Singapore HR directors welcome retirement reforms as city-state faces ageing workforce
Author: Tom Maresca | Date: 25 Jan 2017
Re-employment scheme is pro-worker and pro-business, says manpower minister Lim Swee Say
HR departments are gearing up for reforms designed to help Singapore confront the employment challenges of an ageing population which means the city-state is growing old, and fast.
According to the government’s National Population and Talent Division, the number of working-age citizens (aged 20-64) in the country peaked in 2015, at 2.2 million. The government projects that number will decline to 1.9 million by 2030, while the number of Singaporeans aged 65 and over is projected to more than double in the same period, from 440,000 in 2015 to 900,000 in 2030.
To address the changing nature of its society and workforce, on 9 January, Singapore's parliament amended the country’s Retirement and Re-employment Act (RRA) to raise the re-employment age to 67 years old, up from the current 65.
While retirement age remains officially 62, under the new scheme, employers will be required to offer re-employment to eligible employees aged from 62 to 67 – often in new positions, so as not to block the career development of younger workers.
The regulations will apply to all Singaporeans and permanent residents who turn 65 from July 2017 onwards.
Further ageing worker protection was added to the act: employees who turn 60 can no longer have their wages cut because they are older. Prior to the amendment, employers could cut a worker's wages by up to 10 per cent at 60.
However, employers' interests were also given consideration under the new amendment. An option was added to allow employers more flexibility in fulfilling their obligations by allowing willing and eligible employees to be re-employed by another employer.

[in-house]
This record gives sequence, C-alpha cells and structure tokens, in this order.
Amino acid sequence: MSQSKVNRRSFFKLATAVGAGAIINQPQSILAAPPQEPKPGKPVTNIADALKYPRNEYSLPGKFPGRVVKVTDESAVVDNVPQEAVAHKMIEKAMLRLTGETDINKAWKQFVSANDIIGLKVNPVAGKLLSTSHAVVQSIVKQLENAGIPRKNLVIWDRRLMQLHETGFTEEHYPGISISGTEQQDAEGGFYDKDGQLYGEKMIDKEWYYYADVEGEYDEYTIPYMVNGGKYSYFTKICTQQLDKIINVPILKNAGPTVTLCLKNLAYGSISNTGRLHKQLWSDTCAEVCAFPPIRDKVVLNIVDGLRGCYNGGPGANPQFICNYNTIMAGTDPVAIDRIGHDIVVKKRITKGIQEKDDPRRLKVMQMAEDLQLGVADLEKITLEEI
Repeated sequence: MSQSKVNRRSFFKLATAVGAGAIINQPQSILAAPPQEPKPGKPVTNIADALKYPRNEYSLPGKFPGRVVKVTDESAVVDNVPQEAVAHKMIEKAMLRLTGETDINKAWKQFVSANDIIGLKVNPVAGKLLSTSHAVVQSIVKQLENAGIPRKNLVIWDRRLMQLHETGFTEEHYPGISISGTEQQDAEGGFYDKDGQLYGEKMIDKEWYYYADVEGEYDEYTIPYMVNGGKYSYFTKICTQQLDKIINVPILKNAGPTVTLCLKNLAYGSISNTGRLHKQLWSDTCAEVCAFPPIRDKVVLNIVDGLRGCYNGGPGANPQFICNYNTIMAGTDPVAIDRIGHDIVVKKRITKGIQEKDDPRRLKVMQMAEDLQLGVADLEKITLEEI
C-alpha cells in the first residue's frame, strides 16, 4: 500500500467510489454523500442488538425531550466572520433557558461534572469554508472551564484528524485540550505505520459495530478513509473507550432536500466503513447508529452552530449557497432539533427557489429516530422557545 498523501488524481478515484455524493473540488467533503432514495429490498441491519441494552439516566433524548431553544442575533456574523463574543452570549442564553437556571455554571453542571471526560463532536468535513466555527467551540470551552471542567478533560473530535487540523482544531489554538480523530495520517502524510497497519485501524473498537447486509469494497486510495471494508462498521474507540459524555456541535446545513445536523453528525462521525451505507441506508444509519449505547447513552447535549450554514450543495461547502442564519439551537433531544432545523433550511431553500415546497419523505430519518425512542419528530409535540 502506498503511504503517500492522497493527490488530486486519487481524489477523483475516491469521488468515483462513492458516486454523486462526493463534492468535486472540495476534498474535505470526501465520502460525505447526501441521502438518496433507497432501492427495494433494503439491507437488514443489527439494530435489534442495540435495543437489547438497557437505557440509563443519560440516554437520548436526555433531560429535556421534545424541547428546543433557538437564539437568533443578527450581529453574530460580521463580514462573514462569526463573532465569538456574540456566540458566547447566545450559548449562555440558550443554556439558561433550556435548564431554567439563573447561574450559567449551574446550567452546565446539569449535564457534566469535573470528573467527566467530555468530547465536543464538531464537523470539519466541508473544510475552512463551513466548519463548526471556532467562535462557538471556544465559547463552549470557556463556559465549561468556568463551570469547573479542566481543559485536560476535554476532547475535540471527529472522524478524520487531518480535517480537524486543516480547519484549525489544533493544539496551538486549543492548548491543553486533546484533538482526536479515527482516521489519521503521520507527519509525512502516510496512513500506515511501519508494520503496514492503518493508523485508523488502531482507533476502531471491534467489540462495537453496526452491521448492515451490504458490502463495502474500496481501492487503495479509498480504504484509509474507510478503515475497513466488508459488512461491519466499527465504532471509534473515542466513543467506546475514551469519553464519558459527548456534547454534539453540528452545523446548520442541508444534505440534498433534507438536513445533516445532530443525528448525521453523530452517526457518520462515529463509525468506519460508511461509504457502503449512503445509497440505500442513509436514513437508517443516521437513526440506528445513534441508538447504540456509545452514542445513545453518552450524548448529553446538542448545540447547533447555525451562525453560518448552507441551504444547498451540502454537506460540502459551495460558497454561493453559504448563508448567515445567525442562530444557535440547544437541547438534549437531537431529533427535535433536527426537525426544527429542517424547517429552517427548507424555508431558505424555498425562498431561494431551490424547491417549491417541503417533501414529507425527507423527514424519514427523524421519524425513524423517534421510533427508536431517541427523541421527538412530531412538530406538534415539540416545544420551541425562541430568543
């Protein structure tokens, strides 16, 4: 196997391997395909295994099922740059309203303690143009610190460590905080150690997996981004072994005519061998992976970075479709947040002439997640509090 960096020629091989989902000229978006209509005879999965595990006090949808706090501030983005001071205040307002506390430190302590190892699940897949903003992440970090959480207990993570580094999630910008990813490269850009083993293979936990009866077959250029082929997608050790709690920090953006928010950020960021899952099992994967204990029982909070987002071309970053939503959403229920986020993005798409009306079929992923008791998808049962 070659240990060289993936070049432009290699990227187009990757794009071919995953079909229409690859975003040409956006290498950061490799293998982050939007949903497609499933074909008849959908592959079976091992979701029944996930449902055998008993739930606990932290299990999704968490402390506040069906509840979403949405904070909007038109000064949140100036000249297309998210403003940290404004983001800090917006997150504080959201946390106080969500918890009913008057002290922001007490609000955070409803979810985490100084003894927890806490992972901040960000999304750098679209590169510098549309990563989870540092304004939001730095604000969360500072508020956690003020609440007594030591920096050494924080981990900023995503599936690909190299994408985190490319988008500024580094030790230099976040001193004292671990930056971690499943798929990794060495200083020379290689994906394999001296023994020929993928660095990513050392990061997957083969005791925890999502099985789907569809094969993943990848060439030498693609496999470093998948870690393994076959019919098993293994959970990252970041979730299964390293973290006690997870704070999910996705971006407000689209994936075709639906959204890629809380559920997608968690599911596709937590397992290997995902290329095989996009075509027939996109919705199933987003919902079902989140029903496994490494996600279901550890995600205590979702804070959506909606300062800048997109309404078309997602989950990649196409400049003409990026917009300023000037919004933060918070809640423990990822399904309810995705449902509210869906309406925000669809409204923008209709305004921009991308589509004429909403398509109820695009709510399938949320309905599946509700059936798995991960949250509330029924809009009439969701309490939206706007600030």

Bob Aubrey, managing partner of HR consultancy Bob Aubrey Associates and chairman of the HR Committee of the European Chamber of Commerce in Singapore, said that HR departments will play a key role in implementing the new policies, in areas such as creating positions for older workers.
“The first question for HR departments is: How do we create jobs where seniors have an advantage?” said Aubrey, adding that older workers often offered greater reliability and stability. At the same time, he added, employers could offer older workers more flexibility in issues such as working hours.
Aubrey said that it is also incumbent on HR departments to help create work environments where older workers are valued and where employees from different generations are integrated. “You don’t want to have older workers on one side and younger workers on the other but have them mixing and respecting each other.”
Associate professor Daniel Goh, of the National University of Singapore, a non-constituency member of the country’s parliament, noted in a parliamentary debate that Singapore must still tackle an entrenched culture of ageism, one which has “shaped society’s view that senior workers are less valuable than younger workers.”
The overall re-employment scheme is a mechanism that is “both pro-worker and pro-business,” manpower minister Lim Swee Say testified before parliament.
“The difference between re-employment and retirement really is about mindset,” said Lim. “[It’s] about how are we going to be able to continue to address the concerns of businesses and the concerns of the younger workforce in terms of their career advancement; and, at the same time, address the concerns of the older workers for wanting to continue to be re-employed.”